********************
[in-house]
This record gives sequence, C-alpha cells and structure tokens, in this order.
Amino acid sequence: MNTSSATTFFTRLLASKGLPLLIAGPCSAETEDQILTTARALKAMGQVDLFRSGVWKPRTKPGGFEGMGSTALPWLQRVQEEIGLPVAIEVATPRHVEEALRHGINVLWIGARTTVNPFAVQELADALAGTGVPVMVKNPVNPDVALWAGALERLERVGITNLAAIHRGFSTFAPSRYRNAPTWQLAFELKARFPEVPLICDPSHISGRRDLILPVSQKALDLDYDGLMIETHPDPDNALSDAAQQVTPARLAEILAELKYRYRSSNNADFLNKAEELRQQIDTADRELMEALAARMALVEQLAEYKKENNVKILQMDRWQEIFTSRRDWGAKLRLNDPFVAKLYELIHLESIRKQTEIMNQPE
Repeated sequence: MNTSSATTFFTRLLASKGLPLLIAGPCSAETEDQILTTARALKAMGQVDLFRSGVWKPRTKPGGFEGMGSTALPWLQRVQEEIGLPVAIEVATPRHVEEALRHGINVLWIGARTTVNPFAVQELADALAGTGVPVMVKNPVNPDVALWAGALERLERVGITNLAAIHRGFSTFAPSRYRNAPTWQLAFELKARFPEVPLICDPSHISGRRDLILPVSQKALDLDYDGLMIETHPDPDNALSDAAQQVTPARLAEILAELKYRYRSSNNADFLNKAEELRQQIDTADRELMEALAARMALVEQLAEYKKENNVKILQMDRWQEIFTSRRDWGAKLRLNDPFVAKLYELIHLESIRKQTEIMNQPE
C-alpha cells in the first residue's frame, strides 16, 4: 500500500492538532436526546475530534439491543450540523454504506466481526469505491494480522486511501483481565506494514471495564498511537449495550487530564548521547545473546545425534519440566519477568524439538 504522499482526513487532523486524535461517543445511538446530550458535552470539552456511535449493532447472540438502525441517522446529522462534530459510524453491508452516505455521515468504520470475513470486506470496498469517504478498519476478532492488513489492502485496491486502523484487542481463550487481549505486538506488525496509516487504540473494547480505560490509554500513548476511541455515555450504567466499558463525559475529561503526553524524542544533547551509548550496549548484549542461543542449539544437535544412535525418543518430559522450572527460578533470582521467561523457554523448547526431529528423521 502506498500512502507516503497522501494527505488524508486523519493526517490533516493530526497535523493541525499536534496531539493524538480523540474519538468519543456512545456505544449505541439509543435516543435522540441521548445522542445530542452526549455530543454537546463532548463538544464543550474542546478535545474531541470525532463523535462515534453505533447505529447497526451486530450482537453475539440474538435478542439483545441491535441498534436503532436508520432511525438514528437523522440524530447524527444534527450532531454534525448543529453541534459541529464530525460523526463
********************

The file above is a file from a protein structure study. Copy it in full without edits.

[in-house]
This record gives sequence, C-alpha cells and structure tokens, in this order.
Amino acid sequence: MNTSSATTFFTRLLASKGLPLLIAGPCSAETEDQILTTARALKAMGQVDLFRSGVWKPRTKPGGFEGMGSTALPWLQRVQEEIGLPVAIEVATPRHVEEALRHGINVLWIGARTTVNPFAVQELADALAGTGVPVMVKNPVNPDVALWAGALERLERVGITNLAAIHRGFSTFAPSRYRNAPTWQLAFELKARFPEVPLICDPSHISGRRDLILPVSQKALDLDYDGLMIETHPDPDNALSDAAQQVTPARLAEILAELKYRYRSSNNADFLNKAEELRQQIDTADRELMEALAARMALVEQLAEYKKENNVKILQMDRWQEIFTSRRDWGAKLRLNDPFVAKLYELIHLESIRKQTEIMNQPE
Repeated sequence: MNTSSATTFFTRLLASKGLPLLIAGPCSAETEDQILTTARALKAMGQVDLFRSGVWKPRTKPGGFEGMGSTALPWLQRVQEEIGLPVAIEVATPRHVEEALRHGINVLWIGARTTVNPFAVQELADALAGTGVPVMVKNPVNPDVALWAGALERLERVGITNLAAIHRGFSTFAPSRYRNAPTWQLAFELKARFPEVPLICDPSHISGRRDLILPVSQKALDLDYDGLMIETHPDPDNALSDAAQQVTPARLAEILAELKYRYRSSNNADFLNKAEELRQQIDTADRELMEALAARMALVEQLAEYKKENNVKILQMDRWQEIFTSRRDWGAKLRLNDPFVAKLYELIHLESIRKQTEIMNQPE
C-alpha cells in the first residue's frame, strides 16, 4: 500500500492538532436526546475530534439491543450540523454504506466481526469505491494480522486511501483481565506494514471495564498511537449495550487530564548521547545473546545425534519440566519477568524439538 504522499482526513487532523486524535461517543445511538446530550458535552470539552456511535449493532447472540438502525441517522446529522462534530459510524453491508452516505455521515468504520470475513470486506470496498469517504478498519476478532492488513489492502485496491486502523484487542481463550487481549505486538506488525496509516487504540473494547480505560490509554500513548476511541455515555450504567466499558463525559475529561503526553524524542544533547551509548550496549548484549542461543542449539544437535544412535525418543518430559522450572527460578533470582521467561523457554523448547526431529528423521 502506498500512502507516503497522501494527505488524508486523519493526517490533516493530526497535523493541525499536534496531539493524538480523540474519538468519543456512545456505544449505541439509543435516543435522540441521548445522542445530542452526549455530543454537546463532548463538544464543550474542546478535545474531541470525532463523535462515534453505533447505529447497526451486530450482537453475539440474538435478542439483545441491535441498534436503532436508520432511525438514528437523522440524530447524527444534527450532531454534525448543529453541534459541529464530525460523526463